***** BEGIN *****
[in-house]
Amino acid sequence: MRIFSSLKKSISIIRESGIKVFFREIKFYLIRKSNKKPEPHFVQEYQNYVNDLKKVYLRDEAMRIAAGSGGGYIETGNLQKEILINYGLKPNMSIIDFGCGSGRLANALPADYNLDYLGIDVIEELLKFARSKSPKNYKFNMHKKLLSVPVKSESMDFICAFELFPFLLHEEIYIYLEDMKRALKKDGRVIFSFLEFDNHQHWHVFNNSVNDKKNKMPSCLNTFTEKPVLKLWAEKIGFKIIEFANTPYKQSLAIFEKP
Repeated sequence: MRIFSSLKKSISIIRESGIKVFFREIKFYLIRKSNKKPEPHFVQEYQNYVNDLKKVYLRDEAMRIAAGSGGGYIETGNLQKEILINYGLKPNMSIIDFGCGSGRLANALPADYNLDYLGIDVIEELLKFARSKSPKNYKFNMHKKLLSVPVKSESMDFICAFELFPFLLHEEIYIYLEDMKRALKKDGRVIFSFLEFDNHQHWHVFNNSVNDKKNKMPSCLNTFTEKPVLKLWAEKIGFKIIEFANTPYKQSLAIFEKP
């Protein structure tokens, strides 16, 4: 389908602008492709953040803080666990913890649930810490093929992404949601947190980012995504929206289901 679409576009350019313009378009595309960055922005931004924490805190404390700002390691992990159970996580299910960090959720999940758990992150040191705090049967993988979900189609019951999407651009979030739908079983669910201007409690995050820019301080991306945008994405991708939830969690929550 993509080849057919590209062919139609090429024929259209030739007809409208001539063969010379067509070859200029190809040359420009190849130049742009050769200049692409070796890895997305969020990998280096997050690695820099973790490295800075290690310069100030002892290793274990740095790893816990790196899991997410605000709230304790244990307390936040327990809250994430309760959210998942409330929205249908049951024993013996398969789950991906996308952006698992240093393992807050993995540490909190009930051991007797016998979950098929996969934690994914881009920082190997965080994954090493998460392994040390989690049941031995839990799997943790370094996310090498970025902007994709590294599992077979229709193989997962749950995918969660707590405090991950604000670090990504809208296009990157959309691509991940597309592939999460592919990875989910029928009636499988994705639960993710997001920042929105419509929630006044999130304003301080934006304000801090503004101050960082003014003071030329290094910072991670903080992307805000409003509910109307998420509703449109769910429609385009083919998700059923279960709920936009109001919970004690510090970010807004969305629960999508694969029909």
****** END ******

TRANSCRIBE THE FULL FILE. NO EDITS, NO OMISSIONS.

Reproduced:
[in-house]
Amino acid sequence: MRIFSSLKKSISIIRESGIKVFFREIKFYLIRKSNKKPEPHFVQEYQNYVNDLKKVYLRDEAMRIAAGSGGGYIETGNLQKEILINYGLKPNMSIIDFGCGSGRLANALPADYNLDYLGIDVIEELLKFARSKSPKNYKFNMHKKLLSVPVKSESMDFICAFELFPFLLHEEIYIYLEDMKRALKKDGRVIFSFLEFDNHQHWHVFNNSVNDKKNKMPSCLNTFTEKPVLKLWAEKIGFKIIEFANTPYKQSLAIFEKP
Repeated sequence: MRIFSSLKKSISIIRESGIKVFFREIKFYLIRKSNKKPEPHFVQEYQNYVNDLKKVYLRDEAMRIAAGSGGGYIETGNLQKEILINYGLKPNMSIIDFGCGSGRLANALPADYNLDYLGIDVIEELLKFARSKSPKNYKFNMHKKLLSVPVKSESMDFICAFELFPFLLHEEIYIYLEDMKRALKKDGRVIFSFLEFDNHQHWHVFNNSVNDKKNKMPSCLNTFTEKPVLKLWAEKIGFKIIEFANTPYKQSLAIFEKP
């Protein structure tokens, strides 16, 4: 389908602008492709953040803080666990913890649930810490093929992404949601947190980012995504929206289901 679409576009350019313009378009595309960055922005931004924490805190404390700002390691992990159970996580299910960090959720999940758990992150040191705090049967993988979900189609019951999407651009979030739908079983669910201007409690995050820019301080991306945008994405991708939830969690929550 993509080849057919590209062919139609090429024929259209030739007809409208001539063969010379067509070859200029190809040359420009190849130049742009050769200049692409070796890895997305969020990998280096997050690695820099973790490295800075290690310069100030002892290793274990740095790893816990790196899991997410605000709230304790244990307390936040327990809250994430309760959210998942409330929205249908049951024993013996398969789950991906996308952006698992240093393992807050993995540490909190009930051991007797016998979950098929996969934690994914881009920082190997965080994954090493998460392994040390989690049941031995839990799997943790370094996310090498970025902007994709590294599992077979229709193989997962749950995918969660707590405090991950604000670090990504809208296009990157959309691509991940597309592939999460592919990875989910029928009636499988994705639960993710997001920042929105419509929630006044999130304003301080934006304000801090503004101050960082003014003071030329290094910072991670903080992307805000409003509910109307998420509703449109769910429609385009083919998700059923279960709920936009109001919970004690510090970010807004969305629960999508694969029909």